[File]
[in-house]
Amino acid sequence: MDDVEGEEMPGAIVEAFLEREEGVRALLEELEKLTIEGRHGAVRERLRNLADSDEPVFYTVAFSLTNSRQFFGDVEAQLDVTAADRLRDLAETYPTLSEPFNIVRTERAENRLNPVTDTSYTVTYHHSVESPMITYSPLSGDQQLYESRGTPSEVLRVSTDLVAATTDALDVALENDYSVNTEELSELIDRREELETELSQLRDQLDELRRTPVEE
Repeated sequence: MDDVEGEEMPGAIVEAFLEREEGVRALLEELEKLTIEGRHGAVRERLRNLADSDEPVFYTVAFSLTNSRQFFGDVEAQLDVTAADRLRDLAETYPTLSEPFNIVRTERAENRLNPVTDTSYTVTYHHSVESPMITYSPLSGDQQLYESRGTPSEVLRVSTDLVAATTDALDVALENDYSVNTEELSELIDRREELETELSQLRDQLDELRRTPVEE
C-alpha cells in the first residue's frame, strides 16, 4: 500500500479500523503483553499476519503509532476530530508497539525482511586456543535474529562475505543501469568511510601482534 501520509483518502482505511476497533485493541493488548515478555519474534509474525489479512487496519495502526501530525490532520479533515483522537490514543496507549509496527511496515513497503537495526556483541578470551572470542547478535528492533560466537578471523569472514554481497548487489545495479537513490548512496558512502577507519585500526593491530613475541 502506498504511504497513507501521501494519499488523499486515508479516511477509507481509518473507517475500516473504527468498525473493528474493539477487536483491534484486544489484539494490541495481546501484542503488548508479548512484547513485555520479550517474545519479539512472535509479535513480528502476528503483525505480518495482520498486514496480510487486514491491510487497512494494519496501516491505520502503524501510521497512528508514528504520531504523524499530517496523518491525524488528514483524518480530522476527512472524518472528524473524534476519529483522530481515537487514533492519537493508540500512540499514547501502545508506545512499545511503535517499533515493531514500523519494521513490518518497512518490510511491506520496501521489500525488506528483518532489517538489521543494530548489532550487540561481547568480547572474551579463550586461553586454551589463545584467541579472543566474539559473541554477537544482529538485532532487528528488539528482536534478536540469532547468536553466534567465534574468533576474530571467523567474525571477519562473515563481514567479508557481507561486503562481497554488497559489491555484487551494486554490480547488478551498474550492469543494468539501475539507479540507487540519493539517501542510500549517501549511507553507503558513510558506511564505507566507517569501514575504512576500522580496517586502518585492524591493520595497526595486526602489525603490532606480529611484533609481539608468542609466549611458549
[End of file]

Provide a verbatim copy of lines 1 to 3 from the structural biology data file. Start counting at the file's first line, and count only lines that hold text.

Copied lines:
[in-house]
Amino acid sequence: MDDVEGEEMPGAIVEAFLEREEGVRALLEELEKLTIEGRHGAVRERLRNLADSDEPVFYTVAFSLTNSRQFFGDVEAQLDVTAADRLRDLAETYPTLSEPFNIVRTERAENRLNPVTDTSYTVTYHHSVESPMITYSPLSGDQQLYESRGTPSEVLRVSTDLVAATTDALDVALENDYSVNTEELSELIDRREELETELSQLRDQLDELRRTPVEE
Repeated sequence: MDDVEGEEMPGAIVEAFLEREEGVRALLEELEKLTIEGRHGAVRERLRNLADSDEPVFYTVAFSLTNSRQFFGDVEAQLDVTAADRLRDLAETYPTLSEPFNIVRTERAENRLNPVTDTSYTVTYHHSVESPMITYSPLSGDQQLYESRGTPSEVLRVSTDLVAATTDALDVALENDYSVNTEELSELIDRREELETELSQLRDQLDELRRTPVEE